The body concerned is Technology New Zealand and the money is allotted under its grants for private sector research and development (GPSRD) scheme. The “research and development” part of the scheme’s name is the catch when it comes to altering the criteria for awarding grants. But the scheme’s investment manager is keen to make what he calls “a shift in emphasis”, rather than “a radical change”, which will allow grants to be given at the commercialisation stage of the product lifecycle. Progress toward that goal was interrupted by the snap election and is still dependent on getting the ear of the science and technology minister.
The GPSRD scheme is coming up for two years old and, up to the end of June, had granted about $30 million. About $5 million of that went to the IT sector. Since the government anointed IT as one of three sectors (along with biotech and creative industries) that would transform the economy, Technology New Zealand has been scratching its head for ways to lift the IT grant allocation. That will require a shift from its role so far of funding the “technologically hard stuff” to giving money with the purpose of getting finished products from the lab to the market. But in easing the funding gate open a crack, it doesn’t want it to “catch the wind”, letting through a flood of grant applications.
The way the scheme was originally set up to work is typified by I-Health, an Auckland software house that received a grant at the end of last year. I-Health was awarded $350,000 to carry out R&D on an electronic health records system. A great deal of effort is going into the application of IT to the health sector, with big opportunities for the taking by any company clever enough to solve the security and software interface issues involved. If things fall into place for I-Health, it stands to do a major deal in the UK which will be directly attributable to the grant.
Where the original scheme shows its limitations is illustrated by the experience of another Auckland company. Queensberry, a made-to-order photo album producer, applied for a grant within a couple of weeks of the start of the scheme. But its application for funding to write a web-based customer service application was turned down because it had already done its R&D; that is, Queesberry had figured out what it needed, but was looking for some help paying for it.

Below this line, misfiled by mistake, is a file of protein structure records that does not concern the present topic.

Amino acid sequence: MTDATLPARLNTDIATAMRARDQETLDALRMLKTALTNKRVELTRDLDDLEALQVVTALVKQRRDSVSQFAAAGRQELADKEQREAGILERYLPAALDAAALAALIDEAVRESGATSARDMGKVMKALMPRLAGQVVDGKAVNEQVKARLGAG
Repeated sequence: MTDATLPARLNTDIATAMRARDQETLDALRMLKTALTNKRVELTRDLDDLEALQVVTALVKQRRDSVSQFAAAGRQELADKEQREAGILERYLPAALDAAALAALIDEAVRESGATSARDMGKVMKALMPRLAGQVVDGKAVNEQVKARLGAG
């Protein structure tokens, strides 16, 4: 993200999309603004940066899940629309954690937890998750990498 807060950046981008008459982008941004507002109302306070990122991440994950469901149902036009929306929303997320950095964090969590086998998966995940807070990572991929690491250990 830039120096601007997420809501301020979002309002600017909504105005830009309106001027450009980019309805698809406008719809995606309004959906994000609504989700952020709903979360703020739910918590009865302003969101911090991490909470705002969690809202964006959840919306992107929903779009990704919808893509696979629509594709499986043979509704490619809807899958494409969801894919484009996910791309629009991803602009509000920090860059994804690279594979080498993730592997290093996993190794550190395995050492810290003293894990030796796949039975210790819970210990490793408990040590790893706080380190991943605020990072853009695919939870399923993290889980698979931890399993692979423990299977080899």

Thus far in its life the GPSRD scheme has used the OECD’s so-called Frascati definition of R&D to decide whether an application qualifies for a grant. This defines R&D as "creative work undertaken on a systematic basis in order to increase the stock of knowledge … and the use of this stock of knowledge to devise new applications". According to Queensberry, this definition makes it very hard for software projects to qualify because they’re more like “business as usual”. That notwithstanding, Queensberry reckons the definition was misapplied in its case, and the whole experience of being turned down left it with a bad taste in the mouth.
But the company didn’t go into a sulk. It wrote its application, meanwhile calculating that the absence of funding held it back by six months, letting three other similar applications sneak past it on to the market. What does Queensberry’s software do? It gives a photographer the tools to create an album mock-up for a customer, specifying photo size and layout, before placing an order via the internet. Queensberry says the web-based tool means an order arriving on Monday from a photographer in New York, say, can be delivered on Friday, without the company holding any stock. Such smart customer service has won it commendations from Trade New Zealand and Waitakere City and a Computerworld Excellence Award.
Technology New Zealand is conscious of how it could have made the company’s path smoother and wants to make sure it does for future Queensberrys. But it has to be cautious about the transition from the relatively rigid Frascati regime to new rules that give it the flexibility to fund software’s commercialisation. The last thing it wants is to be having to justify itself to disappointed and aggrieved grant applicants. As Queensberry would probably endorse, that’s the last thing an applicant wants as well.
The change, therefore, won’t be happening overnight, but progress is hoped for by the end of the year. A GPSRD handout could be just the right Christmas present for your up-and-coming software company.